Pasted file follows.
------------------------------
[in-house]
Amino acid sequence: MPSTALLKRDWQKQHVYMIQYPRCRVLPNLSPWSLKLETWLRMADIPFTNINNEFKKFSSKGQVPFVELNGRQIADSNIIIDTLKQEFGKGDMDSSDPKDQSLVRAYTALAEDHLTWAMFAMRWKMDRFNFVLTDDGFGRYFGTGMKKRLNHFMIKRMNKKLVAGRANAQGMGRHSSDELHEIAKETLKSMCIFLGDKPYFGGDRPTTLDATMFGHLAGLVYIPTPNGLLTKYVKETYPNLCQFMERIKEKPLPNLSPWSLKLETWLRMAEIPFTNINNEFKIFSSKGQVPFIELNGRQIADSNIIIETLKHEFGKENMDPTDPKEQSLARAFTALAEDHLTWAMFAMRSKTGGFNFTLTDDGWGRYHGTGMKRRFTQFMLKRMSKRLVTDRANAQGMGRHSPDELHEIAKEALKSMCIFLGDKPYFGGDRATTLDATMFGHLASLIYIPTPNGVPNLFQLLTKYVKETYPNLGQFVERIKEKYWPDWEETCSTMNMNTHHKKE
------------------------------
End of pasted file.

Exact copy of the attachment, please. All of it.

[in-house]
Amino acid sequence: MPSTALLKRDWQKQHVYMIQYPRCRVLPNLSPWSLKLETWLRMADIPFTNINNEFKKFSSKGQVPFVELNGRQIADSNIIIDTLKQEFGKGDMDSSDPKDQSLVRAYTALAEDHLTWAMFAMRWKMDRFNFVLTDDGFGRYFGTGMKKRLNHFMIKRMNKKLVAGRANAQGMGRHSSDELHEIAKETLKSMCIFLGDKPYFGGDRPTTLDATMFGHLAGLVYIPTPNGLLTKYVKETYPNLCQFMERIKEKPLPNLSPWSLKLETWLRMAEIPFTNINNEFKIFSSKGQVPFIELNGRQIADSNIIIETLKHEFGKENMDPTDPKEQSLARAFTALAEDHLTWAMFAMRSKTGGFNFTLTDDGWGRYHGTGMKRRFTQFMLKRMSKRLVTDRANAQGMGRHSPDELHEIAKEALKSMCIFLGDKPYFGGDRATTLDATMFGHLASLIYIPTPNGVPNLFQLLTKYVKETYPNLGQFVERIKEKYWPDWEETCSTMNMNTHHKKE